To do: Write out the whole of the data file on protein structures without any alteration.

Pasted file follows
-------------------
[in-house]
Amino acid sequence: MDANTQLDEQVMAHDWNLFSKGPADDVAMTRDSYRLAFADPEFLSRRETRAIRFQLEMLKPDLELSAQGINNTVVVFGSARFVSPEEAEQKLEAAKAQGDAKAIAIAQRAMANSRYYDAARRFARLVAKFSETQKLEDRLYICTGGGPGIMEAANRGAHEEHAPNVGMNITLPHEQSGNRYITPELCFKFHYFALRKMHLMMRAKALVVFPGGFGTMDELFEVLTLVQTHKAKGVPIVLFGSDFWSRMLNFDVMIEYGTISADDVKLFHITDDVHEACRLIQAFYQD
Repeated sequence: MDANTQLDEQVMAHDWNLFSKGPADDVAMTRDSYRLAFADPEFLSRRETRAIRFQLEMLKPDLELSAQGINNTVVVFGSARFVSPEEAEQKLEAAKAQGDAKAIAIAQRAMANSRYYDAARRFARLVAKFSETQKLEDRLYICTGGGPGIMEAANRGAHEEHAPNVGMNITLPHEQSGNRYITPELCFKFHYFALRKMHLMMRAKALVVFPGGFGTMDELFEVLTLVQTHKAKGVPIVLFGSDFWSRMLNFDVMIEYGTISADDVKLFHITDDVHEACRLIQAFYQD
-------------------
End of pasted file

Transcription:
[in-house]
Amino acid sequence: MDANTQLDEQVMAHDWNLFSKGPADDVAMTRDSYRLAFADPEFLSRRETRAIRFQLEMLKPDLELSAQGINNTVVVFGSARFVSPEEAEQKLEAAKAQGDAKAIAIAQRAMANSRYYDAARRFARLVAKFSETQKLEDRLYICTGGGPGIMEAANRGAHEEHAPNVGMNITLPHEQSGNRYITPELCFKFHYFALRKMHLMMRAKALVVFPGGFGTMDELFEVLTLVQTHKAKGVPIVLFGSDFWSRMLNFDVMIEYGTISADDVKLFHITDDVHEACRLIQAFYQD
Repeated sequence: MDANTQLDEQVMAHDWNLFSKGPADDVAMTRDSYRLAFADPEFLSRRETRAIRFQLEMLKPDLELSAQGINNTVVVFGSARFVSPEEAEQKLEAAKAQGDAKAIAIAQRAMANSRYYDAARRFARLVAKFSETQKLEDRLYICTGGGPGIMEAANRGAHEEHAPNVGMNITLPHEQSGNRYITPELCFKFHYFALRKMHLMMRAKALVVFPGGFGTMDELFEVLTLVQTHKAKGVPIVLFGSDFWSRMLNFDVMIEYGTISADDVKLFHITDDVHEACRLIQAFYQD